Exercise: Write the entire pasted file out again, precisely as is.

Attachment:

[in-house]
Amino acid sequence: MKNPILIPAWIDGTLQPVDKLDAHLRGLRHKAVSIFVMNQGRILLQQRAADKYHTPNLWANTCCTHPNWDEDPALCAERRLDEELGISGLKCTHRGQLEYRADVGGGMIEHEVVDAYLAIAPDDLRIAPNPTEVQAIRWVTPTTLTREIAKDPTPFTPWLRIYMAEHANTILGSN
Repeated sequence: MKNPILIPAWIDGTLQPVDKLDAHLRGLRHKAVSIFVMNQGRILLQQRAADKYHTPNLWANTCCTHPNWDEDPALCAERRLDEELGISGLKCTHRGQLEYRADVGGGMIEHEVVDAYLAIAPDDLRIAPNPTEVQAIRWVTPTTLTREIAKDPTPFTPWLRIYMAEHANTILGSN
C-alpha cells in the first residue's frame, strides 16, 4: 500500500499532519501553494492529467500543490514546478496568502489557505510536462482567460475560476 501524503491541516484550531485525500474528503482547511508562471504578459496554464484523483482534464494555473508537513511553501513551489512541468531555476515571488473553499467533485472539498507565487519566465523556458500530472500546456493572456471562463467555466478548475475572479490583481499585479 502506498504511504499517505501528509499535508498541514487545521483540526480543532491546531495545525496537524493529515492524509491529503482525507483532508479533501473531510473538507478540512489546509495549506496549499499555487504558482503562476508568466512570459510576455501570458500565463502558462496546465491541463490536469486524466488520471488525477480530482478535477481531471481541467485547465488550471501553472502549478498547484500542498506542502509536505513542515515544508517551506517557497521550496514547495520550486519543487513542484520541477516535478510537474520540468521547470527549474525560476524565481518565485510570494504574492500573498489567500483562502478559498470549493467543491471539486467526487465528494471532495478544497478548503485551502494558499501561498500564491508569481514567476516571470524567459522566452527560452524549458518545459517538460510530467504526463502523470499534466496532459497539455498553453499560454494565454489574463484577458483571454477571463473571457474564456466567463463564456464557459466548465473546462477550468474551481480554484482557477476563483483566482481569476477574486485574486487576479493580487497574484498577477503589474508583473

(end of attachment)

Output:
[in-house]
Amino acid sequence: MKNPILIPAWIDGTLQPVDKLDAHLRGLRHKAVSIFVMNQGRILLQQRAADKYHTPNLWANTCCTHPNWDEDPALCAERRLDEELGISGLKCTHRGQLEYRADVGGGMIEHEVVDAYLAIAPDDLRIAPNPTEVQAIRWVTPTTLTREIAKDPTPFTPWLRIYMAEHANTILGSN
Repeated sequence: MKNPILIPAWIDGTLQPVDKLDAHLRGLRHKAVSIFVMNQGRILLQQRAADKYHTPNLWANTCCTHPNWDEDPALCAERRLDEELGISGLKCTHRGQLEYRADVGGGMIEHEVVDAYLAIAPDDLRIAPNPTEVQAIRWVTPTTLTREIAKDPTPFTPWLRIYMAEHANTILGSN
C-alpha cells in the first residue's frame, strides 16, 4: 500500500499532519501553494492529467500543490514546478496568502489557505510536462482567460475560476 501524503491541516484550531485525500474528503482547511508562471504578459496554464484523483482534464494555473508537513511553501513551489512541468531555476515571488473553499467533485472539498507565487519566465523556458500530472500546456493572456471562463467555466478548475475572479490583481499585479 502506498504511504499517505501528509499535508498541514487545521483540526480543532491546531495545525496537524493529515492524509491529503482525507483532508479533501473531510473538507478540512489546509495549506496549499499555487504558482503562476508568466512570459510576455501570458500565463502558462496546465491541463490536469486524466488520471488525477480530482478535477481531471481541467485547465488550471501553472502549478498547484500542498506542502509536505513542515515544508517551506517557497521550496514547495520550486519543487513542484520541477516535478510537474520540468521547470527549474525560476524565481518565485510570494504574492500573498489567500483562502478559498470549493467543491471539486467526487465528494471532495478544497478548503485551502494558499501561498500564491508569481514567476516571470524567459522566452527560452524549458518545459517538460510530467504526463502523470499534466496532459497539455498553453499560454494565454489574463484577458483571454477571463473571457474564456466567463463564456464557459466548465473546462477550468474551481480554484482557477476563483483566482481569476477574486485574486487576479493580487497574484498577477503589474508583473